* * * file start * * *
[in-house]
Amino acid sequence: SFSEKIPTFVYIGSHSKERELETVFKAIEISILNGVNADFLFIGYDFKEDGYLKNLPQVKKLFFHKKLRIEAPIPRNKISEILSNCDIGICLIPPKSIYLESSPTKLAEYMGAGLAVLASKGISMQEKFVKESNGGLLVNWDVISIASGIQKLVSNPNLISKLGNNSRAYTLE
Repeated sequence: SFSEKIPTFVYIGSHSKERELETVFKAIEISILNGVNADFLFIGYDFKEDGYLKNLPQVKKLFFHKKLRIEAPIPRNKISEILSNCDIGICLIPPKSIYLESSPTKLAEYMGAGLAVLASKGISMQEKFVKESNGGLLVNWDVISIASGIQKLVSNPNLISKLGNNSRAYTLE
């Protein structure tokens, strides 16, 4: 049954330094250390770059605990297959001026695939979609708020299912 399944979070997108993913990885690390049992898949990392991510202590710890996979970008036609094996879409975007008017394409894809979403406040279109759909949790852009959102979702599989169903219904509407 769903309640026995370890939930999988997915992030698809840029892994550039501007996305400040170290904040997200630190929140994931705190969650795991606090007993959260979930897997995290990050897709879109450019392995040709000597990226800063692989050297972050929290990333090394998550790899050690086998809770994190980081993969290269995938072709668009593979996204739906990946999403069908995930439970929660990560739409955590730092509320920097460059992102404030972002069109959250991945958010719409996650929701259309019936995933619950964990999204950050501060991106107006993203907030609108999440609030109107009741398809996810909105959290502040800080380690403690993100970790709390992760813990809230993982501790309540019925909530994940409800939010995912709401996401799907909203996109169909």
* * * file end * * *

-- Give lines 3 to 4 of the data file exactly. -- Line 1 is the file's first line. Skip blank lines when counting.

Repeated sequence: SFSEKIPTFVYIGSHSKERELETVFKAIEISILNGVNADFLFIGYDFKEDGYLKNLPQVKKLFFHKKLRIEAPIPRNKISEILSNCDIGICLIPPKSIYLESSPTKLAEYMGAGLAVLASKGISMQEKFVKESNGGLLVNWDVISIASGIQKLVSNPNLISKLGNNSRAYTLE
């Protein structure tokens, strides 16, 4: 049954330094250390770059605990297959001026695939979609708020299912 399944979070997108993913990885690390049992898949990392991510202590710890996979970008036609094996879409975007008017394409894809979403406040279109759909949790852009959102979702599989169903219904509407 769903309640026995370890939930999988997915992030698809840029892994550039501007996305400040170290904040997200630190929140994931705190969650795991606090007993959260979930897997995290990050897709879109450019392995040709000597990226800063692989050297972050929290990333090394998550790899050690086998809770994190980081993969290269995938072709668009593979996204739906990946999403069908995930439970929660990560739409955590730092509320920097460059992102404030972002069109959250991945958010719409996650929701259309019936995933619950964990999204950050501060991106107006993203907030609108999440609030109107009741398809996810909105959290502040800080380690403690993100970790709390992760813990809230993982501790309540019925909530994940409800939010995912709401996401799907909203996109169909």